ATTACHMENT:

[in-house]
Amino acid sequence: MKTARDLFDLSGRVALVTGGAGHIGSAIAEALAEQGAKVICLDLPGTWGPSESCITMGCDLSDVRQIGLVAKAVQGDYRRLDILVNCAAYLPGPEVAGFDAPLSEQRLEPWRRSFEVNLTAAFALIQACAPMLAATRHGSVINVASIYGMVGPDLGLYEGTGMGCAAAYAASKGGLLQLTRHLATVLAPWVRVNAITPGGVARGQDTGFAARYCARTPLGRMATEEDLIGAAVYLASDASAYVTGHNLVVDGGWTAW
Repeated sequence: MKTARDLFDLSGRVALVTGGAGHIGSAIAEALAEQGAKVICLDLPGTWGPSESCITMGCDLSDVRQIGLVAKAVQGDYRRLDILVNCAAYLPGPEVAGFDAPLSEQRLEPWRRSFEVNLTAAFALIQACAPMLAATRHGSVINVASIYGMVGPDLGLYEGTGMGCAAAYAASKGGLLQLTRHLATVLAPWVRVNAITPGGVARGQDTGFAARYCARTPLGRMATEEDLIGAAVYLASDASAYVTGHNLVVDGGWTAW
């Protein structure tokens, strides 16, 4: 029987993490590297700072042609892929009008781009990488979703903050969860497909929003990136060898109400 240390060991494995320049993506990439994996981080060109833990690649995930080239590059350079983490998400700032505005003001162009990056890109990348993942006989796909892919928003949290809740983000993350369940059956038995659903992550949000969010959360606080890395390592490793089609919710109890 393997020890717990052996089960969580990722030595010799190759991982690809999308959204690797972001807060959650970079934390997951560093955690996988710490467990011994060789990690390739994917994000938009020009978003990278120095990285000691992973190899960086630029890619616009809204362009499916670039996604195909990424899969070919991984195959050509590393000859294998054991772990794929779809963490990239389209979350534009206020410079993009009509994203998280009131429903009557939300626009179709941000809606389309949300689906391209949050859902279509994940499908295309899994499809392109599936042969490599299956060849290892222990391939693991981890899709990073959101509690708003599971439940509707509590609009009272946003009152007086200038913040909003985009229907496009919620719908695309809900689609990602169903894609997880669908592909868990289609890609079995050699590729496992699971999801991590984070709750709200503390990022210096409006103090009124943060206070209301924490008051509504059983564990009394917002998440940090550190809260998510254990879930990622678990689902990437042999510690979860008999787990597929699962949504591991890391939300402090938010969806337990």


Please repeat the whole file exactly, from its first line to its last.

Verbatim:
[in-house]
Amino acid sequence: MKTARDLFDLSGRVALVTGGAGHIGSAIAEALAEQGAKVICLDLPGTWGPSESCITMGCDLSDVRQIGLVAKAVQGDYRRLDILVNCAAYLPGPEVAGFDAPLSEQRLEPWRRSFEVNLTAAFALIQACAPMLAATRHGSVINVASIYGMVGPDLGLYEGTGMGCAAAYAASKGGLLQLTRHLATVLAPWVRVNAITPGGVARGQDTGFAARYCARTPLGRMATEEDLIGAAVYLASDASAYVTGHNLVVDGGWTAW
Repeated sequence: MKTARDLFDLSGRVALVTGGAGHIGSAIAEALAEQGAKVICLDLPGTWGPSESCITMGCDLSDVRQIGLVAKAVQGDYRRLDILVNCAAYLPGPEVAGFDAPLSEQRLEPWRRSFEVNLTAAFALIQACAPMLAATRHGSVINVASIYGMVGPDLGLYEGTGMGCAAAYAASKGGLLQLTRHLATVLAPWVRVNAITPGGVARGQDTGFAARYCARTPLGRMATEEDLIGAAVYLASDASAYVTGHNLVVDGGWTAW
């Protein structure tokens, strides 16, 4: 029987993490590297700072042609892929009008781009990488979703903050969860497909929003990136060898109400 240390060991494995320049993506990439994996981080060109833990690649995930080239590059350079983490998400700032505005003001162009990056890109990348993942006989796909892919928003949290809740983000993350369940059956038995659903992550949000969010959360606080890395390592490793089609919710109890 393997020890717990052996089960969580990722030595010799190759991982690809999308959204690797972001807060959650970079934390997951560093955690996988710490467990011994060789990690390739994917994000938009020009978003990278120095990285000691992973190899960086630029890619616009809204362009499916670039996604195909990424899969070919991984195959050509590393000859294998054991772990794929779809963490990239389209979350534009206020410079993009009509994203998280009131429903009557939300626009179709941000809606389309949300689906391209949050859902279509994940499908295309899994499809392109599936042969490599299956060849290892222990391939693991981890899709990073959101509690708003599971439940509707509590609009009272946003009152007086200038913040909003985009229907496009919620719908695309809900689609990602169903894609997880669908592909868990289609890609079995050699590729496992699971999801991590984070709750709200503390990022210096409006103090009124943060206070209301924490008051509504059983564990009394917002998440940090550190809260998510254990879930990622678990689902990437042999510690979860008999787990597929699962949504591991890391939300402090938010969806337990």